Our guide was busily explaining how lucky we were to have seen the proboscis, assuring us that many visitors explored for days without happening upon a group of monkeys, when we stumbled into another one. This time it was a gathering of small silver leaf monkeys, and we were able to get quite near as they fed on the leaves of low-hanging branches. Sighing deeply, our guide gave up any hope of downplaying our expectations for the day. At this point we naturally assumed we’d find more monkeys around every corner.
We spent many hours trekking through Bako and were rewarded with visits from more monkeys, including long-tailed macaques, flying squirrels, a couple of green pit vipers, a family of Bornean bearded pigs (a species of wild boar), sun lizards and jillions of birds of species, plumage and sizes too numerous to count. Every inch of this gorgeous jungle teems with life, pulsing with a cacophony of sounds both energizing and serene .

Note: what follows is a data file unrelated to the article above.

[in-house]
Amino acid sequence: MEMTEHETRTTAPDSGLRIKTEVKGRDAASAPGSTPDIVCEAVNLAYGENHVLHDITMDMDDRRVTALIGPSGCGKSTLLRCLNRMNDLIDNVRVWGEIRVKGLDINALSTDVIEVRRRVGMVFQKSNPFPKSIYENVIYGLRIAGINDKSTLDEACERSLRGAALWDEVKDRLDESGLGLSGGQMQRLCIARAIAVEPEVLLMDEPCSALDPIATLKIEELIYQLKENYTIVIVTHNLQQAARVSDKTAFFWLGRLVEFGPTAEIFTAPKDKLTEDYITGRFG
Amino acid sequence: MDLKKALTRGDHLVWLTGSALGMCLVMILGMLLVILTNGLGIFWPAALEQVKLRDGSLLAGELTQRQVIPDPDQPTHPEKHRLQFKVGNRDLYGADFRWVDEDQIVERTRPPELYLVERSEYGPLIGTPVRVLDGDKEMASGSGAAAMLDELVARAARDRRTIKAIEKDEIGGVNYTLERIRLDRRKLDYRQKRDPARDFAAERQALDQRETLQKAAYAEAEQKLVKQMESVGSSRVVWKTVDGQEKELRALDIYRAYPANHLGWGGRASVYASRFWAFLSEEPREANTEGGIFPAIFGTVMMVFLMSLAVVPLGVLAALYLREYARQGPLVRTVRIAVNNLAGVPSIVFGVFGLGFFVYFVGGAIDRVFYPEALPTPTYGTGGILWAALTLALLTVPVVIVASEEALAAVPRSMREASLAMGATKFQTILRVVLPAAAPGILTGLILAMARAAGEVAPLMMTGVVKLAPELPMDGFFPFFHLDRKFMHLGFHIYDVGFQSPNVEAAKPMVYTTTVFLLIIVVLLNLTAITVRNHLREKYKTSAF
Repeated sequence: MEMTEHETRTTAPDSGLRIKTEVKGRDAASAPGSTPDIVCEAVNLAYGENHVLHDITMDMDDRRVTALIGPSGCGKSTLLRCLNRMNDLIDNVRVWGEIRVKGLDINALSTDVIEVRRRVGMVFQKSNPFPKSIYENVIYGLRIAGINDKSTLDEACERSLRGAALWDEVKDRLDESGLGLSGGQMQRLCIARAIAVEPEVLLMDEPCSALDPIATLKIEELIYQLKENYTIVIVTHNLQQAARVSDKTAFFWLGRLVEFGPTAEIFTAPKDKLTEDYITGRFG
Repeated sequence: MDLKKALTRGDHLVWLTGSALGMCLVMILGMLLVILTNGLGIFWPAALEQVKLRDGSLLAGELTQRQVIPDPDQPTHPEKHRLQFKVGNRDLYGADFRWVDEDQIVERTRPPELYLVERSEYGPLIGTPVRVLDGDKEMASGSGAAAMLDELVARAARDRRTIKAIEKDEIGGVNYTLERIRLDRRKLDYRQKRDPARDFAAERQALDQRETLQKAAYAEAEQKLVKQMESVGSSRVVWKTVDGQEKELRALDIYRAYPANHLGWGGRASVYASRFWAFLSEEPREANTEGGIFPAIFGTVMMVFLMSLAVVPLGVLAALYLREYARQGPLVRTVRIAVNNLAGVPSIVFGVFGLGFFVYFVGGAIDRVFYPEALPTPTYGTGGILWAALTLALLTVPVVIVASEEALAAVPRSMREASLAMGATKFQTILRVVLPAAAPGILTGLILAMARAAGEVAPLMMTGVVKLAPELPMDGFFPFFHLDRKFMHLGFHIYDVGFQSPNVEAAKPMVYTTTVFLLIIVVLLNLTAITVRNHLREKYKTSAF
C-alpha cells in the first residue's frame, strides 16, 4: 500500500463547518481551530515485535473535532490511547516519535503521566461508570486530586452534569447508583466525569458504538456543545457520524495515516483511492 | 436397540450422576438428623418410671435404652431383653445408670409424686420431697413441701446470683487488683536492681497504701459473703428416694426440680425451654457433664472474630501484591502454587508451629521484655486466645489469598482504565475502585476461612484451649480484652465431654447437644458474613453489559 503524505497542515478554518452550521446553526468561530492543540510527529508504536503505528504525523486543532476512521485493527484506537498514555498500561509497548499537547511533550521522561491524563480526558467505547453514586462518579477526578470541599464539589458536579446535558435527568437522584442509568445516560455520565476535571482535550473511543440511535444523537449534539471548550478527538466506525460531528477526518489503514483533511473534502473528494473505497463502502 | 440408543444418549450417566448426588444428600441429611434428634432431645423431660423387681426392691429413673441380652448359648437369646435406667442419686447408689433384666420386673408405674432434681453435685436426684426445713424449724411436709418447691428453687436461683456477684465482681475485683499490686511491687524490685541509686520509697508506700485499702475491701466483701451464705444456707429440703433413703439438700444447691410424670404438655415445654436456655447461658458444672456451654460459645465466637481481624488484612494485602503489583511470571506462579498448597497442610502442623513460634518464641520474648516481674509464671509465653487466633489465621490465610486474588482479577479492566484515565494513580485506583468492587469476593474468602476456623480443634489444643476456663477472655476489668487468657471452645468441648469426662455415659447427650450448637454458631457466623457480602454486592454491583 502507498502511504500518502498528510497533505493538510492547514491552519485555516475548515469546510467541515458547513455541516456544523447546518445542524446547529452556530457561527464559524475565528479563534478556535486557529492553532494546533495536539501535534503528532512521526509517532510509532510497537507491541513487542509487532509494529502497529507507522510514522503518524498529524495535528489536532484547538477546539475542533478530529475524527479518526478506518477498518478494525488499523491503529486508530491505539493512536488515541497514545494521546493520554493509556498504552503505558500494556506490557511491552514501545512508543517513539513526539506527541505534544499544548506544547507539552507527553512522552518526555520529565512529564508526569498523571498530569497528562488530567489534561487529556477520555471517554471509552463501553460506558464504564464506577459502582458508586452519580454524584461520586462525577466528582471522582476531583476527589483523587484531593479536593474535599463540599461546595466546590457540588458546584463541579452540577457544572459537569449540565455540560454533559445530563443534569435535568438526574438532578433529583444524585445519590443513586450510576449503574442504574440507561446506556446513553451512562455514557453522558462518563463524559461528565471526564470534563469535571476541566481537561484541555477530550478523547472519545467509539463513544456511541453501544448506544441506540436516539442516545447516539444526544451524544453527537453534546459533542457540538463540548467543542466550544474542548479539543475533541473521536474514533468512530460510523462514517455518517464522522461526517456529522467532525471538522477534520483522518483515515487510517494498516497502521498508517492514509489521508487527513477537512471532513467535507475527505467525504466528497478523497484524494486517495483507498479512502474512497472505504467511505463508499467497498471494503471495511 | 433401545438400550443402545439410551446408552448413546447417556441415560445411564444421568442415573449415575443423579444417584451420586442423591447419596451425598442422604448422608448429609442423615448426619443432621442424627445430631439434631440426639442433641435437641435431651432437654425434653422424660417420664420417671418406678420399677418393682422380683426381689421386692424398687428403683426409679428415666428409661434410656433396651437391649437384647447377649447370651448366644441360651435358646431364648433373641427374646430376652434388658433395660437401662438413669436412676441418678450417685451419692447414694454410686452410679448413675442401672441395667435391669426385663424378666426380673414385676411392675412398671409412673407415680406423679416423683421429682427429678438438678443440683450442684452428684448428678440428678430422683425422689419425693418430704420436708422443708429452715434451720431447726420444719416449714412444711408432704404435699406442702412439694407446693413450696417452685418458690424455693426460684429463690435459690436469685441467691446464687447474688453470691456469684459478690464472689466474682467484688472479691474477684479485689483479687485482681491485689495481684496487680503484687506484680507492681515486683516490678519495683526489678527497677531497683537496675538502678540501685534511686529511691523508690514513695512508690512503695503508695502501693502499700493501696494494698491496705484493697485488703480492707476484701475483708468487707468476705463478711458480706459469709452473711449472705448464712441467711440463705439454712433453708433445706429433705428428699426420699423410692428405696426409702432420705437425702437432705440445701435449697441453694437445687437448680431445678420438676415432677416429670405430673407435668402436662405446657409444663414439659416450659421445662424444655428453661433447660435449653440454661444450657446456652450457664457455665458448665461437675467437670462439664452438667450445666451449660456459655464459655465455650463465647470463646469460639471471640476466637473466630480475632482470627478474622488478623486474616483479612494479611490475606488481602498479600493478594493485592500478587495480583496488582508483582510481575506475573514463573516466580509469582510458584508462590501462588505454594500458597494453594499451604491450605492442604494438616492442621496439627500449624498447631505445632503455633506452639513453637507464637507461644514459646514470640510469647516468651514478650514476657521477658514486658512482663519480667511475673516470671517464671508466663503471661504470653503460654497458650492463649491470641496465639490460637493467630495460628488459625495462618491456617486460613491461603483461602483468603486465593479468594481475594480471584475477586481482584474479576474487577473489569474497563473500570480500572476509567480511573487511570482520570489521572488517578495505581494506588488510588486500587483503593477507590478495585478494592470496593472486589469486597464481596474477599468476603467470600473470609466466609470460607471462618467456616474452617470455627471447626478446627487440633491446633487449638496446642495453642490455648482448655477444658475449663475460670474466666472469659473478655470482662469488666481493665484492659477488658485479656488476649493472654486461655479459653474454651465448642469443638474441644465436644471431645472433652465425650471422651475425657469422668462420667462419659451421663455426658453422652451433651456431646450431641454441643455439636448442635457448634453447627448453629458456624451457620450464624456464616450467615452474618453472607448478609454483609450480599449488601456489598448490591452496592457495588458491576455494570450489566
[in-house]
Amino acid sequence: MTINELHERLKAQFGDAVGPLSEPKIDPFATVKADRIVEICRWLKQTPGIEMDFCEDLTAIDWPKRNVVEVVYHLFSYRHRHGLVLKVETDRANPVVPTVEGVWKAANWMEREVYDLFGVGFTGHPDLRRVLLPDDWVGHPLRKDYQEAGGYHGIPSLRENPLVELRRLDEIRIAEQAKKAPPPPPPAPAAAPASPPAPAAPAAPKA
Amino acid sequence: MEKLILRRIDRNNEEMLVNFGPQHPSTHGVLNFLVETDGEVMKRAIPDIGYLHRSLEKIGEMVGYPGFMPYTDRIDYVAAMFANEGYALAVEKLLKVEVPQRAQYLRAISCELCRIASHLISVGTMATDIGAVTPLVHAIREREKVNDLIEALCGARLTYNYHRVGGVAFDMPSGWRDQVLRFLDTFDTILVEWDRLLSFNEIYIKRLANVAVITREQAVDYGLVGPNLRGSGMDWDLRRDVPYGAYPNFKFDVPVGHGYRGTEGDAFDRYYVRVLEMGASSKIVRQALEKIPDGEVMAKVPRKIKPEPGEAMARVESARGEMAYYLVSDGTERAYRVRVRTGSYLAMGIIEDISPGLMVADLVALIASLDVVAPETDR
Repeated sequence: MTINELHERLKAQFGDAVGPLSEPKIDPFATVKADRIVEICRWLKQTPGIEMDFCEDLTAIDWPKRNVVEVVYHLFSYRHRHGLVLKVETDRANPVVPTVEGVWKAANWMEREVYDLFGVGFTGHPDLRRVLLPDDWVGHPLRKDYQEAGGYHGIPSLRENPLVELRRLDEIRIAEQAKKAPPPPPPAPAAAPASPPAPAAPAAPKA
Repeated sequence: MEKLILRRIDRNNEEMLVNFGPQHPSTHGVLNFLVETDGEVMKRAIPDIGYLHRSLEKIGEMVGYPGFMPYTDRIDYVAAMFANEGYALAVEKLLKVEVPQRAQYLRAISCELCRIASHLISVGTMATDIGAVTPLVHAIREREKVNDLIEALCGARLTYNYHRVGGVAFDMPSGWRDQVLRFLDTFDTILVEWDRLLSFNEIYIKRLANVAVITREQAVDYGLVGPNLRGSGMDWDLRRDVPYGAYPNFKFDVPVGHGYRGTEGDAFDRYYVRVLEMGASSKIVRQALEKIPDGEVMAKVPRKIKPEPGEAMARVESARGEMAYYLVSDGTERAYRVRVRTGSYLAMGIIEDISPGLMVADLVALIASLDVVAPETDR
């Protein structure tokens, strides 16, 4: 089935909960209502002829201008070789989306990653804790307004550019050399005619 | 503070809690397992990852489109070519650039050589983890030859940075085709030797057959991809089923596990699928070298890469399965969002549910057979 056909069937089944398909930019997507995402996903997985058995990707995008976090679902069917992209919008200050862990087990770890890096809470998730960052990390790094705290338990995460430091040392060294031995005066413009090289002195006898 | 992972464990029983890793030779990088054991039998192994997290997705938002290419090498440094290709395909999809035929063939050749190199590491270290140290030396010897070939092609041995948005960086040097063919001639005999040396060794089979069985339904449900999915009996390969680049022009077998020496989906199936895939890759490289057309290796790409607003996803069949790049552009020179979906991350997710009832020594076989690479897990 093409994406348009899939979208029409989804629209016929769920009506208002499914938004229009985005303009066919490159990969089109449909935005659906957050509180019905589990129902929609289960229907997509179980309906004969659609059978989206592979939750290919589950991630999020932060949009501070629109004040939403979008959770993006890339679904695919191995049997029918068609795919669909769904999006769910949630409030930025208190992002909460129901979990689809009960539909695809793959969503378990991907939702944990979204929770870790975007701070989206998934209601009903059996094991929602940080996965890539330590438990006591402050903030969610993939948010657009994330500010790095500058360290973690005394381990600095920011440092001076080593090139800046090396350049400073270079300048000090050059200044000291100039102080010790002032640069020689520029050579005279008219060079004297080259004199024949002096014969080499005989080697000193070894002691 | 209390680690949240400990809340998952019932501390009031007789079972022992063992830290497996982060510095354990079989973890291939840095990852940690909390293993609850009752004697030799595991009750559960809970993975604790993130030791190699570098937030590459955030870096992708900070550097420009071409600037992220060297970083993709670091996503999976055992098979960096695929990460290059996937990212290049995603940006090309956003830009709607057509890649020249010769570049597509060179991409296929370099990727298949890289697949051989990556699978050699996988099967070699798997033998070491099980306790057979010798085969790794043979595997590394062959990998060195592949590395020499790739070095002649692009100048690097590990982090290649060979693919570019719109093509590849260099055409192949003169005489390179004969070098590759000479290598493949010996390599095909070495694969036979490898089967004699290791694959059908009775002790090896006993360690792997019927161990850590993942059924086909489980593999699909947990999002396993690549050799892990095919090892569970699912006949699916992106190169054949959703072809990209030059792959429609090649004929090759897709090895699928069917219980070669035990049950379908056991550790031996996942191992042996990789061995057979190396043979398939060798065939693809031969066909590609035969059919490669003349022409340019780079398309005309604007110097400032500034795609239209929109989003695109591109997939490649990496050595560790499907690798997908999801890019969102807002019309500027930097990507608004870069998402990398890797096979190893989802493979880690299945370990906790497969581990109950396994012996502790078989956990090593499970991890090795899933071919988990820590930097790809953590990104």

It’s a magical place, almost magnificent enough to distract me from my fatigue at hike’s end. (Advancing years have graced me with a jiggly middle, bad knees and the stamina of an aged goat. After a two-hour hike I was drenched in sweat, gasping extravagantly and terribly uninterested in returning the way we came, which was our guide’s plan.)
So we hailed a boat, and, boy, were we glad we did!
After trudging through goop above our ankles on the mud flats we clambered into our little water-taxi and set off to enjoy a splendid ride back along some of the most magnificent coastline I’ve ever seen. Millions of years of relentless waves and tides have sculpted stunningly dramatic formations in the sandstone cliffs lining the shores. And since I’d stopped panting I could lay back, relaxed, and take in the incomparable view.
At length we pulled into Teluk Assam Beach, yet another place I’d never heard of but am so grateful now to have seen. It was post-card perfect, yet another hidden treasure in a part of the world I never knew existed.
I like to consider myself rather worldly and informed, so was appropriately humbled by my ignorance. Sometimes the best adventures are the ones you never see coming.